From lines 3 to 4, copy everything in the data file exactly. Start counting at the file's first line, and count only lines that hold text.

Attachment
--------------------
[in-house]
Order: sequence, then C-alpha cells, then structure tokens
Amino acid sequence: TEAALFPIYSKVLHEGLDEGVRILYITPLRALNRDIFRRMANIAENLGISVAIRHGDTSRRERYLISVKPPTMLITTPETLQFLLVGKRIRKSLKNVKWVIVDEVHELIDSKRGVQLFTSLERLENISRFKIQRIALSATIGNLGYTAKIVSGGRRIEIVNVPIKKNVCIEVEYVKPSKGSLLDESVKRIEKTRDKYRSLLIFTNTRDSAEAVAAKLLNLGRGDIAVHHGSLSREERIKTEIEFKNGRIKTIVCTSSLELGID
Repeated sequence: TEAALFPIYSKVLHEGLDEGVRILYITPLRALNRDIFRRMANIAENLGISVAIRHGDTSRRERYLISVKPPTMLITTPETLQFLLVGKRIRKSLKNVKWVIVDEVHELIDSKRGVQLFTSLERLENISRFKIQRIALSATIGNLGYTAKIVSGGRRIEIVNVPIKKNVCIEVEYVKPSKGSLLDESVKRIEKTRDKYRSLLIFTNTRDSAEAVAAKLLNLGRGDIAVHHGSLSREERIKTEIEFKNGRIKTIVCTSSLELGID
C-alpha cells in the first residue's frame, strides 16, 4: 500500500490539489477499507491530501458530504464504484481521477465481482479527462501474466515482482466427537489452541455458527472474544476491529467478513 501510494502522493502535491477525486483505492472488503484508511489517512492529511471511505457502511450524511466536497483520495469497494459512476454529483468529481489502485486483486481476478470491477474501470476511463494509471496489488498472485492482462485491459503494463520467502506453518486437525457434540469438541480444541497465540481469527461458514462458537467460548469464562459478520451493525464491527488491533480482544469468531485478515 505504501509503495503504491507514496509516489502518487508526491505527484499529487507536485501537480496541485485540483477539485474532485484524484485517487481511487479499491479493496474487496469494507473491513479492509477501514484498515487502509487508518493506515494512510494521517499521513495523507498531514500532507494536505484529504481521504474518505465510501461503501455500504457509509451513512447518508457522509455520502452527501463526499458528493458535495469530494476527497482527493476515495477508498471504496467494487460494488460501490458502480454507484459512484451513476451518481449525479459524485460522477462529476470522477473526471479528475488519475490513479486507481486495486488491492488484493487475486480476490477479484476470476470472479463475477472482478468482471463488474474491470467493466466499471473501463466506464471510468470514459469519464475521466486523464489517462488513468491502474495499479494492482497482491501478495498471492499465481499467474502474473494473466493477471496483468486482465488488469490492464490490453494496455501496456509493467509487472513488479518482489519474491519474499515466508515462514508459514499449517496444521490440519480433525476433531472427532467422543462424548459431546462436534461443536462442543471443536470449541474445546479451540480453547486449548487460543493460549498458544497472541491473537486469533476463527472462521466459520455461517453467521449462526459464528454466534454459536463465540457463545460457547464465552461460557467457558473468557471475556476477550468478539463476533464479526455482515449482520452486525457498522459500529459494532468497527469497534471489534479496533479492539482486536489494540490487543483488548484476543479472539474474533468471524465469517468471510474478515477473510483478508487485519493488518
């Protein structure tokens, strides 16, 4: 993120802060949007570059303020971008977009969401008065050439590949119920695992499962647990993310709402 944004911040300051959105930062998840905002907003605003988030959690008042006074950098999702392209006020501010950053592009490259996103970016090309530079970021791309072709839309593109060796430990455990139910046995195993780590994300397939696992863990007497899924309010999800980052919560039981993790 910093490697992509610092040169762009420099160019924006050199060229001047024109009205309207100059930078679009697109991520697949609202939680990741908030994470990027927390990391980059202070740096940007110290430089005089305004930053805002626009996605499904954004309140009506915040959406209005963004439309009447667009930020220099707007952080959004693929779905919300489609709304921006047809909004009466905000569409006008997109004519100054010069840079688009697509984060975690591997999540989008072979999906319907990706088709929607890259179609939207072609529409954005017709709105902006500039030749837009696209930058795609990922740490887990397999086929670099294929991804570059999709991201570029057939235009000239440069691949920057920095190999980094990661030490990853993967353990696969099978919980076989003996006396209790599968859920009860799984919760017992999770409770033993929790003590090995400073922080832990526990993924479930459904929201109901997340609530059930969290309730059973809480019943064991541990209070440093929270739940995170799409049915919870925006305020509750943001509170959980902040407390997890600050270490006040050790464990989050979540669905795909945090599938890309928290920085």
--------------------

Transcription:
Amino acid sequence: TEAALFPIYSKVLHEGLDEGVRILYITPLRALNRDIFRRMANIAENLGISVAIRHGDTSRRERYLISVKPPTMLITTPETLQFLLVGKRIRKSLKNVKWVIVDEVHELIDSKRGVQLFTSLERLENISRFKIQRIALSATIGNLGYTAKIVSGGRRIEIVNVPIKKNVCIEVEYVKPSKGSLLDESVKRIEKTRDKYRSLLIFTNTRDSAEAVAAKLLNLGRGDIAVHHGSLSREERIKTEIEFKNGRIKTIVCTSSLELGID
Repeated sequence: TEAALFPIYSKVLHEGLDEGVRILYITPLRALNRDIFRRMANIAENLGISVAIRHGDTSRRERYLISVKPPTMLITTPETLQFLLVGKRIRKSLKNVKWVIVDEVHELIDSKRGVQLFTSLERLENISRFKIQRIALSATIGNLGYTAKIVSGGRRIEIVNVPIKKNVCIEVEYVKPSKGSLLDESVKRIEKTRDKYRSLLIFTNTRDSAEAVAAKLLNLGRGDIAVHHGSLSREERIKTEIEFKNGRIKTIVCTSSLELGID